Our newest seed capital recipient, Ayaba Wines, is a canned sangria company from Oakland, California, that is rooted in legacy, family, and celebration. Ayaba got its start when founder Jerry Bailey began experimenting with different sangria recipes for the women of his family, saying that he hadn’t seen any sangria brand that spoke to the African American experience. Ayaba Wines is finishing up its second round of production with 3 new flavors on the way!
Jerry was selected as a seed capital recipient after participating in the Lab at ICA, our seed-level business mentorship program. This investment was made using the ICA Impact Note, ICA’s innovative investment structure that helps entrepreneurs prioritize growing good jobs, by achieving metrics like workforce diversity and employee wealth creation.
"[The ICA Impact Notes we're focused on achieving are] to create good jobs and hire great people that can help this company grow — with 401k matching, health insurance and equity.”
What inspired you to start your company? I started making sangria for the women of my family at events, playing with different recipes. I was crafting quality Sangria that speaks to the African American experience — wine is about legacy and aspiration, and I didn't see many brands celebrate that for the African American community. So I decided to launch a business. The name Ayaba means “queen” in Yoruba, and is an homage to the women that got me started and who have been supportive throughout my life. That’s why each of our flavors celebrates a Black queen!
What is the biggest challenge you have faced as an entrepreneur? When I decided to take my business from a side hustle to a commercial business, it was challenging because I didn’t know how to make this a viable, shelf-stable product. I could make one little pot, which is very inexpensive. Commercially, it's pallets. How do I finance that? How do I get the right ingredients? How do I create the correct flavor profile? So I went to the Napa Valley Wine program, learned the business side of wine, had experience on the seller-side working for a distributor, and worked for two wineries here in Oakland.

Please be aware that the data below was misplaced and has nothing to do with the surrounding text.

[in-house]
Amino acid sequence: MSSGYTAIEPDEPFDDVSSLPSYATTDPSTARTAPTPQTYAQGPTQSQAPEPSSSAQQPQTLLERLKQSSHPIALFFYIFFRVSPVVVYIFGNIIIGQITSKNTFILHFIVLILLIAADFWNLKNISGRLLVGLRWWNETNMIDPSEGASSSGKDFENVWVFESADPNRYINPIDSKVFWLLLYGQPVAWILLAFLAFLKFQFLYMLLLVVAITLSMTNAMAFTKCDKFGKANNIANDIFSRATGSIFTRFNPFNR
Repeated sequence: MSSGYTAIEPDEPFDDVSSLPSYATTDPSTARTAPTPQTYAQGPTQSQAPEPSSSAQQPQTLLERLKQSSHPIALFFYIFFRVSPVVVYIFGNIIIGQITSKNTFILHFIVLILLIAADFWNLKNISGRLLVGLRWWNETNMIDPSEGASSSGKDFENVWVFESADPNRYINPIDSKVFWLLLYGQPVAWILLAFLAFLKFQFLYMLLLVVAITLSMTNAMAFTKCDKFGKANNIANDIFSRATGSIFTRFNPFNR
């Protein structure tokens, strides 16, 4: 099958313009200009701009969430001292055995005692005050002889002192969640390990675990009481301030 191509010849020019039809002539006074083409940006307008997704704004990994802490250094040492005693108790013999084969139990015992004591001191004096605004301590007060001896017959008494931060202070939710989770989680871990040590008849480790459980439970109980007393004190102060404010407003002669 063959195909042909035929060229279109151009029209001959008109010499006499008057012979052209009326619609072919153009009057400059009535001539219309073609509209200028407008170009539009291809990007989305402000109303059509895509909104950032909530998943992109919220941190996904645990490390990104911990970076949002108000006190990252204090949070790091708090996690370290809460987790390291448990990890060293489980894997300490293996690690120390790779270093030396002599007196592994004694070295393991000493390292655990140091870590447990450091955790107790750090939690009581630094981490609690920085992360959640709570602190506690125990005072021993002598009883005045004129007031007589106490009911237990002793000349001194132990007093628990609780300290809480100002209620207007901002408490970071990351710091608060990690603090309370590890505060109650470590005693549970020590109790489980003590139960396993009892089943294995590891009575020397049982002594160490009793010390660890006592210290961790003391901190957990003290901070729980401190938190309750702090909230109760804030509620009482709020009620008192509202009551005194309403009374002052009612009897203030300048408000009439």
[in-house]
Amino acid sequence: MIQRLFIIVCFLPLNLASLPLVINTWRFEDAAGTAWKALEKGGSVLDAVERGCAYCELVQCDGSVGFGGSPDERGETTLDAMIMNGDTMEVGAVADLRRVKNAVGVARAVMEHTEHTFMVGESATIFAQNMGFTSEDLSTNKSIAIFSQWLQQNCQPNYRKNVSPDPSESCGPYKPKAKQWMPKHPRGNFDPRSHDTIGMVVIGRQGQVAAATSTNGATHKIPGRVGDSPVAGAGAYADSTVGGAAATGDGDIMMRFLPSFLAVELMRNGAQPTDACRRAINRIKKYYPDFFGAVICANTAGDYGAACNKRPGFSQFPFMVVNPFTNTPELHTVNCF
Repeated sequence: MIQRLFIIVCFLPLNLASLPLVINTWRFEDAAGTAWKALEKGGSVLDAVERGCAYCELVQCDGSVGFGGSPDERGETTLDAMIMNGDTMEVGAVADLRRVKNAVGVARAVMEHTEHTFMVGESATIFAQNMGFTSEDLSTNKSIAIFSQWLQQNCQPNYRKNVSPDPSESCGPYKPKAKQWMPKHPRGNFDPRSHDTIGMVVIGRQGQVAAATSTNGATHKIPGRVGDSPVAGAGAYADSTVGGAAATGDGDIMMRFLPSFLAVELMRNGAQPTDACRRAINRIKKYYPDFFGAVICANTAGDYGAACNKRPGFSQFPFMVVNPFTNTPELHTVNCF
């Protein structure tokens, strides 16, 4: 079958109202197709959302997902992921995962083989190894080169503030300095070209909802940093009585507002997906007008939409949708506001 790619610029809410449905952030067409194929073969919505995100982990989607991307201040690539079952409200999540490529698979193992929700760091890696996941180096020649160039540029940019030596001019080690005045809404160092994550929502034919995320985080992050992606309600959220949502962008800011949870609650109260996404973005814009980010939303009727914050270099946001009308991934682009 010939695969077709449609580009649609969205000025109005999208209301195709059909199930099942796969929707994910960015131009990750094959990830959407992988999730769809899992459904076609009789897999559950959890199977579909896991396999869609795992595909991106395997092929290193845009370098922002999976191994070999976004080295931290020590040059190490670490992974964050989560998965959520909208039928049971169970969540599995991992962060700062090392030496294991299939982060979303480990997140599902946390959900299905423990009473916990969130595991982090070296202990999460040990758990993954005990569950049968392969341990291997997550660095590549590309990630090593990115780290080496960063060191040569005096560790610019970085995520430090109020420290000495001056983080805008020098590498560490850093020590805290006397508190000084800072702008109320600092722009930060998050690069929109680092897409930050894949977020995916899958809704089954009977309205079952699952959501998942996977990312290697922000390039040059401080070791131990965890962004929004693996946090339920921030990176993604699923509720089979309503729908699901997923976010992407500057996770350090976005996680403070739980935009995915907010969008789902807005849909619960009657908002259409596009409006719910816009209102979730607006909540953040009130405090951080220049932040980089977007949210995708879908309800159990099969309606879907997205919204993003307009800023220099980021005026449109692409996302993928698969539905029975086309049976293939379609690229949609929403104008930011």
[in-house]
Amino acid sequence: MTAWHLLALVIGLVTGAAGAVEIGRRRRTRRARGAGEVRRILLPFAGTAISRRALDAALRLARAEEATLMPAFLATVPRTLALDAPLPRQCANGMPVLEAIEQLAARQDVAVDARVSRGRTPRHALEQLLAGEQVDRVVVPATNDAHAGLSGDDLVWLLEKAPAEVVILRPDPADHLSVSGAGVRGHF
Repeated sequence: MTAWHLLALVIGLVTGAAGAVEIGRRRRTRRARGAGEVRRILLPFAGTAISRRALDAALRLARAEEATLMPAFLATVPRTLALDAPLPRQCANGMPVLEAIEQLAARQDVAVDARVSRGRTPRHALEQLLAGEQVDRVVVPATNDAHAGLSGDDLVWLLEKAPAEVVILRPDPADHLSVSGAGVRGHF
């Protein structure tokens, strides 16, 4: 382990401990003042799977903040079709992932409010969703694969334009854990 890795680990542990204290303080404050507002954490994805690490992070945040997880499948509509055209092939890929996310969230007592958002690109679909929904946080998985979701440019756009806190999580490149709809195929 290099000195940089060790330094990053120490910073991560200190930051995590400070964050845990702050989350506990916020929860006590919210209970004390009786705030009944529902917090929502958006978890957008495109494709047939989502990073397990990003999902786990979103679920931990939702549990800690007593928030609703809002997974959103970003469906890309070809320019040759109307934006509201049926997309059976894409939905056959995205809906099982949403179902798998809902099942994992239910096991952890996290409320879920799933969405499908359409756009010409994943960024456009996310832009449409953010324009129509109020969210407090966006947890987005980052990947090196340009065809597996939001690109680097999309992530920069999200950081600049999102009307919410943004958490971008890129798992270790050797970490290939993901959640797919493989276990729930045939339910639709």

What’s next for your company? We’re finishing our second round of production, which will feature three new flavors and a relaunch of the company. We'll be able to appeal to different palettes and offer a little bit of everything for folks, which will increase the brand even more. We are also looking to expand to Sacramento and Los Angeles within the next 8-12 months.
What was the most surprising thing about your journey with ICA? I was not surprised about my time with ICA, but the most challenging part going through the program and the seed capital process was figuring out how to make this thing profitable. It took a while to find the right partners to supply wine for our sangria. That’s why it was so important to get the investment from ICA, because I was able to launch a flavor on my own. Now we're launching three flavors this summer, and will be going into our next production round in a couple of weeks. So this ICA funding is really great timing.
What are the impact note metrics you’re focused on achieving? To create good jobs and hire great people that can help this company grow — with 401k matching, health insurance and equity. We also want to build out our board of directors and management with people that have expertise but that also keep the idea of community and impact investing close to their perspective on what doing good business looks like.
Learn more about Ayaba Wines and their newest launch at their Instagram and ayabawines.com. Jerry is a Lab at ICA alumni, our seed-stage accelerator program designed for early-stage businesses generating revenue and looking to develop a plan to strategically grow.
In the News
It takes a village to launch and expand a business, San Francisco Business Times, Aug 29, 2022